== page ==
Modern Method for Fat Injections?

I have read an answer from one of the doctors on RealSelf, saying the old method of fat injections involved sucking fat through liposuction. During the fat transfer I had, I stayed awake and the surgeon froze my stomach. He used a small device to suck some fat out, then placed it somewhere to spin it before he injected it in my face. I'm wondering, is this the new method for this treatment?

Doctor Answers (12)

The techniques vary in harvest, preparation and placement of fat grafts

+2

You are correct. The old technique involved sucking the fat as in liposuction and re-injecting it.

These are the areas where fat grafting technique has improved:

1) During harvest, the fat cell must NOT be exposed to high suction. Fat must be harvested using hand held devices that minimize suction injury to the fragile, living fat cells.

2) Preparation involves removing other components in the aspirate that are not living fat cells. If you include a lot of blood and other cells i nthe injection, they will take the place of living fat cells and will disappoint you!

3) Placement must focus on placing small amount of fat graft in each tissue layer. Placing a large amount of fat in one place, although fast and easy for the surgeon, will result in a lot of dead cells being absorbed quickly.

A gentle and meticulous fat grafting procedure can have very satisfactory long term outcome!


Santa Monica Plastic Surgeon

New methods of fat injection

+2

This is the basic technique for obtaining fat grafts and essentially, there is nothing new here.

WHAT IS NEW is the process of handling the fat. In the past, the fat was simply re-injected. However, this included dead fat cells, fluid such as blood and serum, as well as protein. Currently, a new popular method involves centrifuging the fat allowing separation of the components into different layers. The layer containing predominantly live fat cells is isolated, and injected thereby delivering better "quality" fat to the desired treatment areas.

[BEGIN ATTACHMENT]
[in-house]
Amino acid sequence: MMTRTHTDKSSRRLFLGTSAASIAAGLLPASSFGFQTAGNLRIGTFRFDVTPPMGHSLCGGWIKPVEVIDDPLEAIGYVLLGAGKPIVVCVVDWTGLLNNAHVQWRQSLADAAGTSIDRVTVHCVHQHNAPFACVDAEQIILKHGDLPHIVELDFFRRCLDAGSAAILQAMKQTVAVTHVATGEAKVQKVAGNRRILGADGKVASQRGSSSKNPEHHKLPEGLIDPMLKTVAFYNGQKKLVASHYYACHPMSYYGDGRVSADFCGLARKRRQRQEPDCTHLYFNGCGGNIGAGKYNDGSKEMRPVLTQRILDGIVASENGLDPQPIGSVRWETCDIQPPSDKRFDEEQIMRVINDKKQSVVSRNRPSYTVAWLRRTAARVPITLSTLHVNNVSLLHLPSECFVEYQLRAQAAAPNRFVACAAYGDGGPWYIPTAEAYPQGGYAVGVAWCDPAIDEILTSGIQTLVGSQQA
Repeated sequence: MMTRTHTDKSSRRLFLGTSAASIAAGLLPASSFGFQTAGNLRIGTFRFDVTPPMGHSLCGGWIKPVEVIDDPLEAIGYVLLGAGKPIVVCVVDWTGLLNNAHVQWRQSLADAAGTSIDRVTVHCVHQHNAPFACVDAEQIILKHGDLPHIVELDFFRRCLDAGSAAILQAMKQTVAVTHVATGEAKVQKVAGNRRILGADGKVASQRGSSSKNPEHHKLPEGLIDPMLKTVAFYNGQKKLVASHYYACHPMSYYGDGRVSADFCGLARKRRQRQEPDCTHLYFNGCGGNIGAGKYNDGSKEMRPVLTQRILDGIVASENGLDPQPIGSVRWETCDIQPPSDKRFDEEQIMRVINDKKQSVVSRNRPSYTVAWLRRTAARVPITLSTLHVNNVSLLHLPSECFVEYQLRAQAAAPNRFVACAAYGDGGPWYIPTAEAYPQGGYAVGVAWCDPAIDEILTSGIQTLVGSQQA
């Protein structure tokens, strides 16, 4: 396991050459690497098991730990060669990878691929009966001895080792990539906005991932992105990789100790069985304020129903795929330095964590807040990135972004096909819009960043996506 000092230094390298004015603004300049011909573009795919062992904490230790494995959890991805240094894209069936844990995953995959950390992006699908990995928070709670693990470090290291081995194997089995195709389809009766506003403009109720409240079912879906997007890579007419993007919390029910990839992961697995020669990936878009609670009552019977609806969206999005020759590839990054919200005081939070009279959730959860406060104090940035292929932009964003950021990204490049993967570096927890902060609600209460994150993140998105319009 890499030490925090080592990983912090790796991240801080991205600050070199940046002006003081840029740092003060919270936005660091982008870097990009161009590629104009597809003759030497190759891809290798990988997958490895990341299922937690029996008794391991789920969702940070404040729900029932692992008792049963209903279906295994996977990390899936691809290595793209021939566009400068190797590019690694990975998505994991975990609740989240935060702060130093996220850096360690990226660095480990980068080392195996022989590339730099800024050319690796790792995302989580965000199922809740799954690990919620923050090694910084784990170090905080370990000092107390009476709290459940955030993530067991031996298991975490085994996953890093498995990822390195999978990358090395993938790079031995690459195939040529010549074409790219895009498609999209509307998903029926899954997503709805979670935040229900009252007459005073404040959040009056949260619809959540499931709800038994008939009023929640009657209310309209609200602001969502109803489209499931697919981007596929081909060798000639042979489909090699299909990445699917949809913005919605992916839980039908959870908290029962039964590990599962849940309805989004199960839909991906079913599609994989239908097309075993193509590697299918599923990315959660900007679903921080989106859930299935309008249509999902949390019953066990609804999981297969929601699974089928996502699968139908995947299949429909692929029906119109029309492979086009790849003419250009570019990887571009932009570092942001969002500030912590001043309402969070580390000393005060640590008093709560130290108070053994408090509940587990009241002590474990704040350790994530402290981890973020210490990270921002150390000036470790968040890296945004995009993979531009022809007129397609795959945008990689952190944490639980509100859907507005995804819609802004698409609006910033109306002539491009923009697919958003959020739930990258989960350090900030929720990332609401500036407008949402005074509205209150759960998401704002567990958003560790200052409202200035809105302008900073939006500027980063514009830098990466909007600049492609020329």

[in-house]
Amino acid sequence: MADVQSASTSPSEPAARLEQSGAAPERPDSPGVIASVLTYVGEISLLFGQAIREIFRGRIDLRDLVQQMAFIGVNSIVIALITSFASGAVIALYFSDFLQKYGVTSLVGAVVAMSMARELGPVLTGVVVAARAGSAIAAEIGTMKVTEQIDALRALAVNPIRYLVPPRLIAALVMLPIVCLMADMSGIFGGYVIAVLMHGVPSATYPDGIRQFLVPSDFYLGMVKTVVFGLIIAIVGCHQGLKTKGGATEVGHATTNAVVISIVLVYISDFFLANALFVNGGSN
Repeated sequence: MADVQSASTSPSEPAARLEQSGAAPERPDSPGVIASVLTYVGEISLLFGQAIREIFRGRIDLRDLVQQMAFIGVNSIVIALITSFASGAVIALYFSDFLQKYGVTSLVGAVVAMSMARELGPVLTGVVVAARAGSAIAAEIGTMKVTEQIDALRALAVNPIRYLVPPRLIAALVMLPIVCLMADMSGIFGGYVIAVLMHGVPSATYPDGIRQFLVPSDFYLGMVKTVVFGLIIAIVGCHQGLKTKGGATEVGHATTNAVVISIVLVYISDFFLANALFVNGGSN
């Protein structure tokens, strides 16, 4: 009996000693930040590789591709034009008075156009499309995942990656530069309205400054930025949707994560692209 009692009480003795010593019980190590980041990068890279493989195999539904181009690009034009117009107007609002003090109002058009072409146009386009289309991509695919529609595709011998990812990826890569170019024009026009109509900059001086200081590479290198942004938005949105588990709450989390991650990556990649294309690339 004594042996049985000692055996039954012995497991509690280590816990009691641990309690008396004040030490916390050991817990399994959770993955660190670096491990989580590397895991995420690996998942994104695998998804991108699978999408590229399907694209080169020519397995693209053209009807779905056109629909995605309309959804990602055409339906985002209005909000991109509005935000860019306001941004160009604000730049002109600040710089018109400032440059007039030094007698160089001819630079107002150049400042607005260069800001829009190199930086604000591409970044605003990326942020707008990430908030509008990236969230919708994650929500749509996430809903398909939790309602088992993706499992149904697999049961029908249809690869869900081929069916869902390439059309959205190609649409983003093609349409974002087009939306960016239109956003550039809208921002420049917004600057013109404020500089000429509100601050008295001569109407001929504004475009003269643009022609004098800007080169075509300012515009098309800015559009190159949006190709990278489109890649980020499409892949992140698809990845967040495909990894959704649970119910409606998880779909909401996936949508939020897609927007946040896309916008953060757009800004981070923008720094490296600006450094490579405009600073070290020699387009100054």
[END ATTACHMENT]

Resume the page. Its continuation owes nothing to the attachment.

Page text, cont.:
Otto Joseph Placik, MD
Chicago Plastic Surgeon
5.0 out of 5 stars 44 reviews

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Fat Injection Techniques - which is best

+1

There are a lot of small modifications and "latest and greatest" "modern" twists on how to do this procedure but there are basic shared essentials. The Fat Transfer Procedure involves harvesting by  liposuction with a small cannula, rinsing with sterile saline or lactated ringers solution and reinectiing it (lipoinjection or fat transfer) through a very small cannula (fine metal tube - like a needle with a blunt end and side hole) through a needle stick opening layering the fat in fine layers to improve survival (structural fat grafting) There are many variations such as use of a centrifuge which was used in your procedure, and using enriched growth cell factors or enriched stem cells but at present I have not found this to be of benefit.
Of MOST IMPORTANCE is the selection of a skilled plastic surgeon who is board certified and has experience in this technique.

Larry S. Nichter, MD, MS, FACS
Orange County Plastic Surgeon
5.0 out of 5 stars 45 reviews

Fat Grafting

+1
For fat grafting to truly represent 'grafting', the grafted tissue must gain a blood supply in its new location which provides a source of oxygen and nutrients and allows the tissue to persist indefinitely. If the grafted fat does not acquire a blood supply in the first few weeks after surgery, the body will gradually break it down and dissolve it, and no long-term benefit will be achieved in terms of soft tissue augmentation. Successful fat grafting surgery therefore requires a great deal of focus and attention to detail, to ensure that the fat which is harvested is viable tissue (i.e. not damaged by the harvesting process), and that the fat is delivered in such a way that the potential for ingrowth of blood vessels is maximal. If this process of blood vessel ingrowth (neovascularization) does not occur, then the injected tissue cannot truly be considered a 'graft' and is instead just another 'soft tissue filler' of limited duration.